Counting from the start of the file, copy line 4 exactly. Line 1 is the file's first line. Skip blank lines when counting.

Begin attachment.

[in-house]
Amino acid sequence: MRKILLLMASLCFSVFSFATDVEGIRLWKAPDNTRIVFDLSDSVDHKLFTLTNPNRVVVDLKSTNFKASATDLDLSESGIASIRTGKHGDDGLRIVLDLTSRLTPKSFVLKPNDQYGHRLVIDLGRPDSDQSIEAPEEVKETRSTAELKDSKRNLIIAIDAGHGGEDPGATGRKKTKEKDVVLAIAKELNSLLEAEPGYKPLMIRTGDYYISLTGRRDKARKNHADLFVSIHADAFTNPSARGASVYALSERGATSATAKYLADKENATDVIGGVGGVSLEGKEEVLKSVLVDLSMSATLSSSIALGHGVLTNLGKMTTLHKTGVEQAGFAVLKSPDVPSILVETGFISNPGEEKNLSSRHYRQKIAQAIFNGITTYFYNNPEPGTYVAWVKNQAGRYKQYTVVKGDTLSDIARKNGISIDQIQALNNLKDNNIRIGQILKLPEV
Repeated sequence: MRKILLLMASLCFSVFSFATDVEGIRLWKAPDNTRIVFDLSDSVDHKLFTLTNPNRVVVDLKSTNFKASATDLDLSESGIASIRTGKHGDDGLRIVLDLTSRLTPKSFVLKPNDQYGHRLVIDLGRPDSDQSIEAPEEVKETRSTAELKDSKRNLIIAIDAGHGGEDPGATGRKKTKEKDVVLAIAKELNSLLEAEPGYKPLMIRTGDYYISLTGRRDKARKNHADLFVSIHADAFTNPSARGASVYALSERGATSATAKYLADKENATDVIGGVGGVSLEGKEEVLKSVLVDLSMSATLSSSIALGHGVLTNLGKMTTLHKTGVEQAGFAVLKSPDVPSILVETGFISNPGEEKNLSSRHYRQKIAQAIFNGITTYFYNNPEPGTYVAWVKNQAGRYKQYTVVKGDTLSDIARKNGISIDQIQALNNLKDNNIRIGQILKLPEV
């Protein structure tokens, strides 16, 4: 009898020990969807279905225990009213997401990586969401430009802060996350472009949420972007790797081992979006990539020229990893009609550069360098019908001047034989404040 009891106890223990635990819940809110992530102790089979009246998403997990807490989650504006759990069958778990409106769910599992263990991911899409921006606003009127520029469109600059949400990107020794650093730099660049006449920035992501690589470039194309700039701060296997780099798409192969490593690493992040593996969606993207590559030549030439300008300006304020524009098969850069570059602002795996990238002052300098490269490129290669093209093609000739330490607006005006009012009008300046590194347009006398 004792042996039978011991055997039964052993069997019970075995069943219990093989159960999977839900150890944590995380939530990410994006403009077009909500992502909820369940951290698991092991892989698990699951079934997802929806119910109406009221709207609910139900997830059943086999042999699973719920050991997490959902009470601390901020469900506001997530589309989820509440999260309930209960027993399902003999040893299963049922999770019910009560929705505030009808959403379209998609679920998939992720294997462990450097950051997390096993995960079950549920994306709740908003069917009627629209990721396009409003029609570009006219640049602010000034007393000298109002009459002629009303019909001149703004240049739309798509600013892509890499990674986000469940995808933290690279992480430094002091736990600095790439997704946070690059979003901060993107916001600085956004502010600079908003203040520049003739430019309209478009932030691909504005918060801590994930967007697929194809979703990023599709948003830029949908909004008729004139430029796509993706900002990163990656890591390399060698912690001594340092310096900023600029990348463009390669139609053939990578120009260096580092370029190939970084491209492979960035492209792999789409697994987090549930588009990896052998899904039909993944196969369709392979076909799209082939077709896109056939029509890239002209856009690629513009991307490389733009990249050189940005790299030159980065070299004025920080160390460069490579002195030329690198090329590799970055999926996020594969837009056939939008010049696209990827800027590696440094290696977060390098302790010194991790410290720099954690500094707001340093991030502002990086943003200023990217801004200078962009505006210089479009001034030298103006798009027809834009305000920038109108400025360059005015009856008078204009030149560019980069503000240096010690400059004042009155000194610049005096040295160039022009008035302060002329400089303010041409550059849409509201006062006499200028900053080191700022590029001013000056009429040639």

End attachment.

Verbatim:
């Protein structure tokens, strides 16, 4: 009898020990969807279905225990009213997401990586969401430009802060996350472009949420972007790797081992979006990539020229990893009609550069360098019908001047034989404040 009891106890223990635990819940809110992530102790089979009246998403997990807490989650504006759990069958778990409106769910599992263990991911899409921006606003009127520029469109600059949400990107020794650093730099660049006449920035992501690589470039194309700039701060296997780099798409192969490593690493992040593996969606993207590559030549030439300008300006304020524009098969850069570059602002795996990238002052300098490269490129290669093209093609000739330490607006005006009012009008300046590194347009006398 004792042996039978011991055997039964052993069997019970075995069943219990093989159960999977839900150890944590995380939530990410994006403009077009909500992502909820369940951290698991092991892989698990699951079934997802929806119910109406009221709207609910139900997830059943086999042999699973719920050991997490959902009470601390901020469900506001997530589309989820509440999260309930209960027993399902003999040893299963049922999770019910009560929705505030009808959403379209998609679920998939992720294997462990450097950051997390096993995960079950549920994306709740908003069917009627629209990721396009409003029609570009006219640049602010000034007393000298109002009459002629009303019909001149703004240049739309798509600013892509890499990674986000469940995808933290690279992480430094002091736990600095790439997704946070690059979003901060993107916001600085956004502010600079908003203040520049003739430019309209478009932030691909504005918060801590994930967007697929194809979703990023599709948003830029949908909004008729004139430029796509993706900002990163990656890591390399060698912690001594340092310096900023600029990348463009390669139609053939990578120009260096580092370029190939970084491209492979960035492209792999789409697994987090549930588009990896052998899904039909993944196969369709392979076909799209082939077709896109056939029509890239002209856009690629513009991307490389733009990249050189940005790299030159980065070299004025920080160390460069490579002195030329690198090329590799970055999926996020594969837009056939939008010049696209990827800027590696440094290696977060390098302790010194991790410290720099954690500094707001340093991030502002990086943003200023990217801004200078962009505006210089479009001034030298103006798009027809834009305000920038109108400025360059005015009856008078204009030149560019980069503000240096010690400059004042009155000194610049005096040295160039022009008035302060002329400089303010041409550059849409509201006062006499200028900053080191700022590029001013000056009429040639």